Ellicott City was founded in the late 18th century as a Mill town. It's a short drive from Baltimore City towards DC. Living in the Mid Atlantic, I'm pretty used to mill towns, little time capsules scattered in the hills (think Harper's Ferry and countless others). The many rivers and tributaries that feed the Chesapeake Bay fueled mills of all sorts. The products of the mills were carried all over the globe by way of the railways such as the B&O Railroad that crisscrossed the country and by the ships coming to and from the bustling port of Baltimore. That history is worn on the face of the town, where the passage of time is not immediately apparent.
For much of my childhood my mom lived nearby and we would drive through the two block downtown to run errands. I didn't really understand how drastic the change in elevation was in the area. I was amazed when the radio would splutter when we went down into the valleys and then go completely silent when the still-active flour mill came into view continuing as we rode through town. Such a simple but powerful effect of topography made me look up from whatever I was doing and see the different types of buildings, and the maze of telephone and electric wires that dissect the sky. It was the closest thing to a model train town I witnessed as a child. The bank looked like a bank, the department store looked like a department store; the purpose of every building evident by its facade. The other magical element, born of necessity no doubt, was that all the buildings are built into the stone cliffs. To this day many of the back walls of the stores are a solid rock wall!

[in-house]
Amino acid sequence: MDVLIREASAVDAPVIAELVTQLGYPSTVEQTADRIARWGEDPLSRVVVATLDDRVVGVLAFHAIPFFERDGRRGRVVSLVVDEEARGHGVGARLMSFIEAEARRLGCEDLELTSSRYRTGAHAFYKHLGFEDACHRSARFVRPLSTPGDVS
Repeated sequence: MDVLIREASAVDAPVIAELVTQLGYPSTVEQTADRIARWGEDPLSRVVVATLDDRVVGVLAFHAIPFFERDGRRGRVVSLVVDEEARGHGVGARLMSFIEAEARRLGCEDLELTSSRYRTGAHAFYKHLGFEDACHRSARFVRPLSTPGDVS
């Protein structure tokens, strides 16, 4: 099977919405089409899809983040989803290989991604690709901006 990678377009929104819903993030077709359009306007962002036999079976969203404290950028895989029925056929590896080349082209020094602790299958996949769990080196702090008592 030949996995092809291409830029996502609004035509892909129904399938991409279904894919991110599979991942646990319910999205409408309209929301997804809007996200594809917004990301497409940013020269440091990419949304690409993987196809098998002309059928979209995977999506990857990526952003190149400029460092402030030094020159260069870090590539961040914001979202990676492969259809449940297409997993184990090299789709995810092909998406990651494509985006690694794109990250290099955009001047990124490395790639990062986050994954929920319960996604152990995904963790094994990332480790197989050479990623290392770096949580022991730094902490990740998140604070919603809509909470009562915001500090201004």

When Lili and I were in college we were some of the only locals in our group of friends. We would take people on a day trip to Ellicott City as a way to show them what a great and diverse place we lived. It is close enough to the (at times) dreary city that newcomers were totally amazed that this hidden gem could exist. If guys have a go-to first date restaurant, an outing to Ellicott City was our friend equivalent!
We hadn't been for some years now so we thought a weekend jaunt was in the cards. When we were in high school the entire town was antique stores, but on this recent trip I was kind of sad to see them being slowly taken over by higher-end antique-esque stores with mass produced gifts and home goods. I can imagine that the rise of internet shopping has something to do with it. Sellers can probably get better sales to niche audiences online, in addition to smaller overhead without a physical location. Last year saw the close of the last anchor antique mall, Taylor's. There are a handful of smaller stores and we were still able to come home with some good finds. Change is unavoidable and Ellicott City sure has seen its share in over 200 years! I will always have a soft spot in my heart for this charming town and will be interested to see how it continues to evolve.